My DS of 5 years old loves his vegetables which is a miracle I know....and is happy to try anything like a vegetable.... anything else and he screams the house down... we usually have to force it into his mouth, at which point he says 'Actually I like that'. But he forgets that every time we give him something new he likes it..... And I do not like having to 'make' him try things. We try to explain to him that it is important to try new foods.... but it's hard going.... Any advice?

Please Please Please??? Thank you so much xxxxxxxxxxx

LeMousquetaireAnonyme Sun 15-Sep-13 10:12:37

Hello Dr Rudkin,

DD1 is 8 yo. She is panicking if a situation doesn't turn out as she has expected, especially if it is a new situation. I am not really sure how to describe it, but she hangs to me, refuses eye contact with whom ever is talking to her, cries, if she is antagonised she will go into a panic attack; her previous school describe it as such when she was 6 but the paediatrician at the time put it on end of year's fatigue.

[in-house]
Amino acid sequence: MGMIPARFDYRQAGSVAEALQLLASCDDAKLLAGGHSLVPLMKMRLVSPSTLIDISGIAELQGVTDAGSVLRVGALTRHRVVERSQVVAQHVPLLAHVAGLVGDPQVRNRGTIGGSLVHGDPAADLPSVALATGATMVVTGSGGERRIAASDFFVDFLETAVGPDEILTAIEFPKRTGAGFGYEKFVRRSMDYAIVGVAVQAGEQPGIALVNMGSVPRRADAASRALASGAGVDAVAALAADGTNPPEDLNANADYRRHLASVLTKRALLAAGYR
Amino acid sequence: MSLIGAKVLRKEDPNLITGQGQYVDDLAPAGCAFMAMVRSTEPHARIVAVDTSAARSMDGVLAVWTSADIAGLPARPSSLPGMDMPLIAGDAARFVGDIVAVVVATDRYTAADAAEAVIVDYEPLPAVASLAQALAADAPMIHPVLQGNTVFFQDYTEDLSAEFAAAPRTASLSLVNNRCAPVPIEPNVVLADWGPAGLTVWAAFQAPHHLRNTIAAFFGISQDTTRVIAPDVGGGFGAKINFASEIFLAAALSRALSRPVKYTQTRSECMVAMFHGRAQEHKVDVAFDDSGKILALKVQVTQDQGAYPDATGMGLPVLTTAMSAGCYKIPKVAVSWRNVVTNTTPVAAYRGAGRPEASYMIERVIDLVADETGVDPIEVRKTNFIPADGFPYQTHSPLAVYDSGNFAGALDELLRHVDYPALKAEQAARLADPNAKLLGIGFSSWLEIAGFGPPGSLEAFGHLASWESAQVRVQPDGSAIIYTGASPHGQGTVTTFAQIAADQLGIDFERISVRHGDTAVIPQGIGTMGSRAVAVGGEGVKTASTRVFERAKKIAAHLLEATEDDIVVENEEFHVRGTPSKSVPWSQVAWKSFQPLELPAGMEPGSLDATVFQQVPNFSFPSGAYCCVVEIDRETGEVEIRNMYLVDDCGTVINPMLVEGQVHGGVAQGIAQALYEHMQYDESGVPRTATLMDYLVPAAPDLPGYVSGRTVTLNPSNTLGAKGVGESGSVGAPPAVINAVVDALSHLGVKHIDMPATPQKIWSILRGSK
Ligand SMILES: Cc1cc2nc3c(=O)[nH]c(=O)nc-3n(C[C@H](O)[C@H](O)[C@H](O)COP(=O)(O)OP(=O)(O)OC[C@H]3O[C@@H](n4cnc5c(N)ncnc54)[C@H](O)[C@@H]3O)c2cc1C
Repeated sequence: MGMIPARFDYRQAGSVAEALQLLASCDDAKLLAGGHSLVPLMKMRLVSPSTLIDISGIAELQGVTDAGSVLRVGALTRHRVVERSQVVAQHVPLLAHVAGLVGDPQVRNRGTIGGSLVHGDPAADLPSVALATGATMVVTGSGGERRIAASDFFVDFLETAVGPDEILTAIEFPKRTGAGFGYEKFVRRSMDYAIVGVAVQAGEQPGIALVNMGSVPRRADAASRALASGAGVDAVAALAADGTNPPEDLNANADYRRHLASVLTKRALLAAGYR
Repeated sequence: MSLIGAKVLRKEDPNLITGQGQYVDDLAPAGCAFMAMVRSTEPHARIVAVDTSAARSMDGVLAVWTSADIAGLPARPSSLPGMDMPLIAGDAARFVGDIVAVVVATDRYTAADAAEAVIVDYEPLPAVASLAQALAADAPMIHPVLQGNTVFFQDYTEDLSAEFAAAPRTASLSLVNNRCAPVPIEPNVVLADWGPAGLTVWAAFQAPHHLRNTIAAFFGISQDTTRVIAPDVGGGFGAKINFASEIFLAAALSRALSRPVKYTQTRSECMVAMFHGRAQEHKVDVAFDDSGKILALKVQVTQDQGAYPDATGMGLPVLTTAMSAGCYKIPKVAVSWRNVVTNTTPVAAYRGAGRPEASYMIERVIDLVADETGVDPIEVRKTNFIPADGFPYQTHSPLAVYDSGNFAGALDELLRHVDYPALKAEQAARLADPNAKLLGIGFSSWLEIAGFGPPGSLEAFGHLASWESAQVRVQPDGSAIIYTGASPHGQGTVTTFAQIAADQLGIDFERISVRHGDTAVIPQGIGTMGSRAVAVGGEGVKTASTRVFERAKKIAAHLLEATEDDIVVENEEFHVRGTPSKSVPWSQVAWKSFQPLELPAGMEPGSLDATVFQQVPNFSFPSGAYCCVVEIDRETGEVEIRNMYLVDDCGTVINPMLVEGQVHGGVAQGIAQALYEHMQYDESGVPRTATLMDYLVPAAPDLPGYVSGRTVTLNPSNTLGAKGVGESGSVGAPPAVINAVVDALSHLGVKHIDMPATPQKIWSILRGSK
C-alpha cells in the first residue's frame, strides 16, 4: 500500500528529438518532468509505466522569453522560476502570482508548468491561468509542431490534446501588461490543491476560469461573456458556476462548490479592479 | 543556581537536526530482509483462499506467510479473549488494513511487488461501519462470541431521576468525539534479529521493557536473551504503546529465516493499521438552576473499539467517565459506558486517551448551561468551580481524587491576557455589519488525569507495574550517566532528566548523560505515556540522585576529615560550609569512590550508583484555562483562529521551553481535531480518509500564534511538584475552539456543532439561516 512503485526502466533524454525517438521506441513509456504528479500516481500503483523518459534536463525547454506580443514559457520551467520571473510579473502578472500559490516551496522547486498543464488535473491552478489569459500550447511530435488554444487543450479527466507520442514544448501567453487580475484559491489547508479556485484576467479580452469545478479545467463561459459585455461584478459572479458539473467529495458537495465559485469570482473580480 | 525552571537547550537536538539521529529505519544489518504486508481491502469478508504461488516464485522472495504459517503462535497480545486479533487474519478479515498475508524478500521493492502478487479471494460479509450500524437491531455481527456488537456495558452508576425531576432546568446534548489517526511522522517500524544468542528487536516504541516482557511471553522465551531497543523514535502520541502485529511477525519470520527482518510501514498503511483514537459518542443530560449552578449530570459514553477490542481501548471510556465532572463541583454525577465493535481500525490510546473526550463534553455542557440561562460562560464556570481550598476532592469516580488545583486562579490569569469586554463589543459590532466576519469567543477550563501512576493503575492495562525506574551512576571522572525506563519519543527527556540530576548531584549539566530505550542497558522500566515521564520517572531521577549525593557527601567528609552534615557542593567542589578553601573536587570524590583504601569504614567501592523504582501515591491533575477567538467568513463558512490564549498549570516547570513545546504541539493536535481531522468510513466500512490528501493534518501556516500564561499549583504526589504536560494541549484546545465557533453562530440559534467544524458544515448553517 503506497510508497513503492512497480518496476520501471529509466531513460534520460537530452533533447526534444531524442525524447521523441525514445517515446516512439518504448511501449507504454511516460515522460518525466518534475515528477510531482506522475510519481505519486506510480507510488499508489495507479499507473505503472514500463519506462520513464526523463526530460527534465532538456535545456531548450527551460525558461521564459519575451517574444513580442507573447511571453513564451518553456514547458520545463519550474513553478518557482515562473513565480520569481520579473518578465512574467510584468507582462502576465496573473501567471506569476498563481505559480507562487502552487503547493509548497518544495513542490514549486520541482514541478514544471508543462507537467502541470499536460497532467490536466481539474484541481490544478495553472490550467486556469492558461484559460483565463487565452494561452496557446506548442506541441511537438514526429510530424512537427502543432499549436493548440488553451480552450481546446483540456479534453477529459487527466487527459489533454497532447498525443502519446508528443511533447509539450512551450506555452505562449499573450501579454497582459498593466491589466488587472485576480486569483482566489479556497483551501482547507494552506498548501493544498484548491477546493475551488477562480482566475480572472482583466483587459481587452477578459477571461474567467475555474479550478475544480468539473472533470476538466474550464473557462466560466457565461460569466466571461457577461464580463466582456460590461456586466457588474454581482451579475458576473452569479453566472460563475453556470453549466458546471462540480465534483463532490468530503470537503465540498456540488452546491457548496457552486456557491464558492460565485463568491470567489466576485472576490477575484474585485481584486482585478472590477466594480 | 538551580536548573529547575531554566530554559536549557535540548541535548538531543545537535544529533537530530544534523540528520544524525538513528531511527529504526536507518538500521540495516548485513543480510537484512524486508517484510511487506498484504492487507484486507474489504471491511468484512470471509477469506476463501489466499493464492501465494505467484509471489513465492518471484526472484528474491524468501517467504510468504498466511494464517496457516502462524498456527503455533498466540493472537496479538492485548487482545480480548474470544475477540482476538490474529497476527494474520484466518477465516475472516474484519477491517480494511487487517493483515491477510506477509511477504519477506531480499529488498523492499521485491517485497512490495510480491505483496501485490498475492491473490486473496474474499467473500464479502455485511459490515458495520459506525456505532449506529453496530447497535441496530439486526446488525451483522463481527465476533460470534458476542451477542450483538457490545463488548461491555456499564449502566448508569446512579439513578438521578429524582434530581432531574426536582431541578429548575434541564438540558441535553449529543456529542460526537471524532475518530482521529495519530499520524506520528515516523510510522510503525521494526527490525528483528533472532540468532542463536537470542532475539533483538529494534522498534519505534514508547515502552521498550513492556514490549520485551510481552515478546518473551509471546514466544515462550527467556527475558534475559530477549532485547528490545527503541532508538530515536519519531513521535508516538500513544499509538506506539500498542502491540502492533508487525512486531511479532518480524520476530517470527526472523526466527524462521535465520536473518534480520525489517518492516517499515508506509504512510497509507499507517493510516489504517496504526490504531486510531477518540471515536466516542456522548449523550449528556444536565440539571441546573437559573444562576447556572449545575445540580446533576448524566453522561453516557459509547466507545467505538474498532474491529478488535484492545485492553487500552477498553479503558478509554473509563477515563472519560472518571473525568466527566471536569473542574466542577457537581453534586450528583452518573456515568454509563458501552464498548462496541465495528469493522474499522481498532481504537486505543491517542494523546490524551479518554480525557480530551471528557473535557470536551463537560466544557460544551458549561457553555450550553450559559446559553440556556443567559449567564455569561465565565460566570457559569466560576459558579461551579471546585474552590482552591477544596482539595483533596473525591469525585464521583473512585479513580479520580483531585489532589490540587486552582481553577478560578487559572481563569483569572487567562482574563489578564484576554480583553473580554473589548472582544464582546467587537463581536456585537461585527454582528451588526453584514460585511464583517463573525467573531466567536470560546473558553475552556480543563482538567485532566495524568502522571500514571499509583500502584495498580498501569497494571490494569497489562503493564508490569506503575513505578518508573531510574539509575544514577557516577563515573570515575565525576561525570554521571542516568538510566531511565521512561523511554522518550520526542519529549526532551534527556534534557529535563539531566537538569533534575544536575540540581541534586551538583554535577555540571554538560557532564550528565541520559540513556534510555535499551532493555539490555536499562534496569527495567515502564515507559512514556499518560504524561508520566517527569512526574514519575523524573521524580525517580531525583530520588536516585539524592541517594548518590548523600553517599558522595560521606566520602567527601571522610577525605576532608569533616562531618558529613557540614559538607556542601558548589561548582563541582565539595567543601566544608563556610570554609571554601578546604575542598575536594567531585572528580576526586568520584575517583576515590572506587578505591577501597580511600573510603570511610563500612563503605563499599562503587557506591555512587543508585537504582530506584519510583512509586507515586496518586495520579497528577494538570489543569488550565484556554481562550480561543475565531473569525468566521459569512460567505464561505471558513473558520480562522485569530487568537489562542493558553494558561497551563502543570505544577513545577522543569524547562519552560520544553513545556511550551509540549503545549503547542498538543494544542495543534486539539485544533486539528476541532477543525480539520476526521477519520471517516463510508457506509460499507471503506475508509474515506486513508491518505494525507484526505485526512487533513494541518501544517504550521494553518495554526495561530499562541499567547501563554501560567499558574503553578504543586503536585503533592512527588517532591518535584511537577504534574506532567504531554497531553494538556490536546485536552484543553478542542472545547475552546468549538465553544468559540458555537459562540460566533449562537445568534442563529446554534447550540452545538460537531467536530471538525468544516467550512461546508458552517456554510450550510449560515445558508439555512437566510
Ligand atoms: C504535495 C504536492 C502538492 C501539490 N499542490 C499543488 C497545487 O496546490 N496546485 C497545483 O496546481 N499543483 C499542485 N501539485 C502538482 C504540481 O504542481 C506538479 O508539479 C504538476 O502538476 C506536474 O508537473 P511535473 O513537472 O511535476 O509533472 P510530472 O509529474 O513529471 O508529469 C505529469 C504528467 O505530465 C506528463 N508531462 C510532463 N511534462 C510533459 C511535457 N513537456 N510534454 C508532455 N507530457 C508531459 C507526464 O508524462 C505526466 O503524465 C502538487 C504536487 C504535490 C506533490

Often the panic is for things that nobody can control, like the train being late (even if in station right in front of her eyes) or the new teacher being male or the disco being too noisy.

DH is worried that we are allowing her to "get away with it" and my parents would have told me to stop being stupid and eventually punished me in the same situation.

She does seems really distressed at the time, I am pretty certain this is not attention seeking. She has always been like that as a baby as well. If she calms down she can usually enjoy the situation, like a party.

What I am worried is that she does rely on me too much because I am usually able to calm her down, I would like to give her tools to do it herself. Any ideas?
We have bought her "what to do when you worry too much" which helped her a bit but she refused to share it with us she went through the book on her own.